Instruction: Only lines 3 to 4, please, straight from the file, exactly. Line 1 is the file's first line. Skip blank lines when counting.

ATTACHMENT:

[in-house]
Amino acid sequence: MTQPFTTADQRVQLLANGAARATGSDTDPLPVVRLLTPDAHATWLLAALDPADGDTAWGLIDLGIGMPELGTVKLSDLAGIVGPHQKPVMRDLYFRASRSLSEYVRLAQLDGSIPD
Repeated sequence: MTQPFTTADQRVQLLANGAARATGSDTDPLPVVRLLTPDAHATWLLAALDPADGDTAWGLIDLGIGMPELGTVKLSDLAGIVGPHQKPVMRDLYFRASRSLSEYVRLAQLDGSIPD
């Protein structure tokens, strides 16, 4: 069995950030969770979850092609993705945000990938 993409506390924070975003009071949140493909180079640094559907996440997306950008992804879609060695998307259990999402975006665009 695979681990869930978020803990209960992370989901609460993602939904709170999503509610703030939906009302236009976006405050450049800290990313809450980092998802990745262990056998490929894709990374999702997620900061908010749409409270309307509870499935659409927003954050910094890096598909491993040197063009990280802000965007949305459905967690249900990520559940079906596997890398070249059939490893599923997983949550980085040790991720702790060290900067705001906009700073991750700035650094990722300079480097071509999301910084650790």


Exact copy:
Repeated sequence: MTQPFTTADQRVQLLANGAARATGSDTDPLPVVRLLTPDAHATWLLAALDPADGDTAWGLIDLGIGMPELGTVKLSDLAGIVGPHQKPVMRDLYFRASRSLSEYVRLAQLDGSIPD
């Protein structure tokens, strides 16, 4: 069995950030969770979850092609993705945000990938 993409506390924070975003009071949140493909180079640094559907996440997306950008992804879609060695998307259990999402975006665009 695979681990869930978020803990209960992370989901609460993602939904709170999503509610703030939906009302236009976006405050450049800290990313809450980092998802990745262990056998490929894709990374999702997620900061908010749409409270309307509870499935659409927003954050910094890096598909491993040197063009990280802000965007949305459905967690249900990520559940079906596997890398070249059939490893599923997983949550980085040790991720702790060290900067705001906009700073991750700035650094990722300079480097071509999301910084650790």